As Lycoming President James E. Douthat gave a brief speech to the small crowd that gathered in attendance at David Person Field, Lycoming coach Mike Clark, former coach Frank Girardi and Lycoming players Cody Moyer, Parker Showers and Nate Oropollo were all smiling standing to his left.
The five Warriors stood shoulder to shoulder together on the football field behind five gold and blue plated shovels.
After the short speech, they each grabbed a shovel, dug up a chunk of grass and dirt of the football field at the Shangraw Athletic Complex. As they tossed the dirt aside, they received a round of applause from those in attendance.
Following months of fundraising, speculation and planning, the Lycoming project had finally come to fruition. It was a symbolic groundbreaking ceremony on Wednesday morning that ushered in a new era of Lycoming football. For the first time in program history, the Warriors will be playing on FieldTurf.
The actual construction and field installation will begin on Monday and will take an estimated seven to eight weeks to complete. The construction will begin with the surface being torn up to make way for a perimeter draining system, the same that is in use at the lacrosse/soccer field, before the base for the turf is laid.
The Warriors join eight other schools in the Middle Atlantic Conference that will play on artificial turf. The only school that will continue playing on grass is Delaware Valley.
The project has been in the making since earlier this year. In January, Lycoming assistant coach and defensive coordinator Steve Wiser, among others, helped kick into action a plan to raise funds to get FieldTurf at Lycoming.
Lycoming has discussed artificial turf in the past on the football field, including in 1997 when they installed FieldTurf on the lacrosse/soccer field. Throughout the project, some were skeptical as to whether or not they would be able to get the funding raised in time for the FieldTurf to be installed this season, or if it would have to wait for next season given the somewhat short, 4-month timeline to get funds.
"I wasn't sure we could do it. Coach Wiser kind of said 'hey look, I'm going to figure it out. We're going to do this.' There were some times you hit some bumps in the road. Early on you got some gifts, then it stopped, but then somebody came in (with a donation)," Clark said. "When you think you're kind of maybe stumbling a little bit and you might have to make it happen for next year, all of a sudden someone would come in and give you a pretty good five-figure gift. Two-hundred fifty (thousand) became 400 thousand and 400 became 600 and ultimately, the little ones are coming in along the way and next thing you know, you're at 900 (thousand). So it's pretty cool."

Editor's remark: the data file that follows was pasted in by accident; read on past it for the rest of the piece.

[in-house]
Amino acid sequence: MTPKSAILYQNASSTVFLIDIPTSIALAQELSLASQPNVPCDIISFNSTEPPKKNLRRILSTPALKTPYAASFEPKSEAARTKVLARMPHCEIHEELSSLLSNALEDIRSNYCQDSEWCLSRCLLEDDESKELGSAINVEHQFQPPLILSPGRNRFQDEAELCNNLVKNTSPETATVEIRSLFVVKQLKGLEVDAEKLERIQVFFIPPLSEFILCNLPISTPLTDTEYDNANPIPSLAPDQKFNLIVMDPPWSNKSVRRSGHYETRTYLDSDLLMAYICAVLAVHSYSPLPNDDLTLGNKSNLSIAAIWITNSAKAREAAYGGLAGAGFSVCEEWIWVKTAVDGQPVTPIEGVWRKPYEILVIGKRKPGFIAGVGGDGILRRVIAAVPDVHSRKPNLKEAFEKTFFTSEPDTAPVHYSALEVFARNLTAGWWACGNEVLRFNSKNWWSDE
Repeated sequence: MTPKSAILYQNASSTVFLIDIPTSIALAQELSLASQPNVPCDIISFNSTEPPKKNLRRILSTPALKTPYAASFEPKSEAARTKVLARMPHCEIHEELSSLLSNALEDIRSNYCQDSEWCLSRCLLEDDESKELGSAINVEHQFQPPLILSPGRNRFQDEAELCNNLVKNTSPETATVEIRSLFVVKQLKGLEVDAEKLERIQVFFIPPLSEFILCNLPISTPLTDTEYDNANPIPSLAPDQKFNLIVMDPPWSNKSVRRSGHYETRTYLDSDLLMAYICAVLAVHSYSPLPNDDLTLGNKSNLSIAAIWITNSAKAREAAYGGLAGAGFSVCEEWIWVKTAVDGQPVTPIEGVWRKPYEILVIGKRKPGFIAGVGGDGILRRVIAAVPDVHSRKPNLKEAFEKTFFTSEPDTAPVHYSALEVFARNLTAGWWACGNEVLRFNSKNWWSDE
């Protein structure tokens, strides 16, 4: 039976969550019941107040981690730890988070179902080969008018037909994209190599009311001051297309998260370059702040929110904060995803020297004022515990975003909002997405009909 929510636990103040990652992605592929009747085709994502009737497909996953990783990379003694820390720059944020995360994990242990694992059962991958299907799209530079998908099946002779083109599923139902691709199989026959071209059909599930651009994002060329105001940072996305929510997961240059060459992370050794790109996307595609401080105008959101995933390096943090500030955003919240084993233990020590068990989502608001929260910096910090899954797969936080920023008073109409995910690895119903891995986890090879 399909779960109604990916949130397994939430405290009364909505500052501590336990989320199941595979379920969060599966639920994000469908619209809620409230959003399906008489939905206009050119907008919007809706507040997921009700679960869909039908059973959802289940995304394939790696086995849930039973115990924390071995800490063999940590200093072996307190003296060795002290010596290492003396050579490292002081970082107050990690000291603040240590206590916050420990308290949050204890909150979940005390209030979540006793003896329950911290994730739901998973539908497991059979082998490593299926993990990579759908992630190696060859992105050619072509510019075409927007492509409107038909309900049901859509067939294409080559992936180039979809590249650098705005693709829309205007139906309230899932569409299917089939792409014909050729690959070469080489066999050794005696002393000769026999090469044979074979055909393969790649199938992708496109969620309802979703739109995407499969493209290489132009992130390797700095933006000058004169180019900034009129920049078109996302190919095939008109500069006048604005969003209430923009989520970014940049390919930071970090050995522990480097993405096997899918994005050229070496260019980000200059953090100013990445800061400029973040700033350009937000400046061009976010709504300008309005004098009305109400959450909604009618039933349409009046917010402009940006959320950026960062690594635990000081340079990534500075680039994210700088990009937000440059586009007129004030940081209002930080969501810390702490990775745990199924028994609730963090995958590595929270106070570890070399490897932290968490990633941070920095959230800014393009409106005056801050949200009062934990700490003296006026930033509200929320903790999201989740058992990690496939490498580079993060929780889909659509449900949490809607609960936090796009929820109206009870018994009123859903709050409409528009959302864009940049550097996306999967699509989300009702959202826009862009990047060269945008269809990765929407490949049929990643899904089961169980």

Those donations came from months of talking to former Lycoming alumni and residents of the Williamsport area. Through all that, Lycoming raised the $1.1 million that was required to install the FieldTurf synthetic surface.
While it's typical of alumni to give back to their alma maters, Lycoming was humbled and glad for the support of Williamsport in being generous with donations.
"There were so many people that were so supportive of me personally and of our football program that when we did talk to these guys (for donations), it was very humbling for me when these guys stepped up and said 'yes, we want to help,'" Girardi said. "That, to me, I'm never going to forget that, these local people."
While the FieldTurf provides an artificial field of play for the football team, it also benefits other sports with an improved practice facility. The project also will provide renovations to the front entrance of the stadium and an increase in parking, however they are both currently in the planning and design phase.
"This is going to be so beneficial to the program, to the college, to the recruiting aspect, (and) I think the neighborhood and community are going to be excited about it," Wiser said. "It's going to do a lot for Lycoming College in the Williamsport area. Obviously it's going to help our practices. It became almost a necessity with the weather in central Pennsylvania and we now have a softball field, so we lost some practice field there. So this is going to be great for us."
The project also honors Girardi's coaching legacy with a statue that also will list the names of the over 325 donors who helped fund the project. The statue is set to be unveiled on October 20 during Lycoming's homecoming game.
FieldTurf is in use throughout the college and professional ranks. In the NFL, 21 of the 32 franchises have it on either their field or practice field, including the new Giant Stadium in the Meadowlands. Both the Super Bowl and NCAA?Bowl?Games have been played on FieldTurf surfaces in the past.
"I feel pretty comfortable as long as weather cooperates that we're going to not only have the best surfacebut you also get a company (LandTek) that knows what they're doing putting it in," Clark said.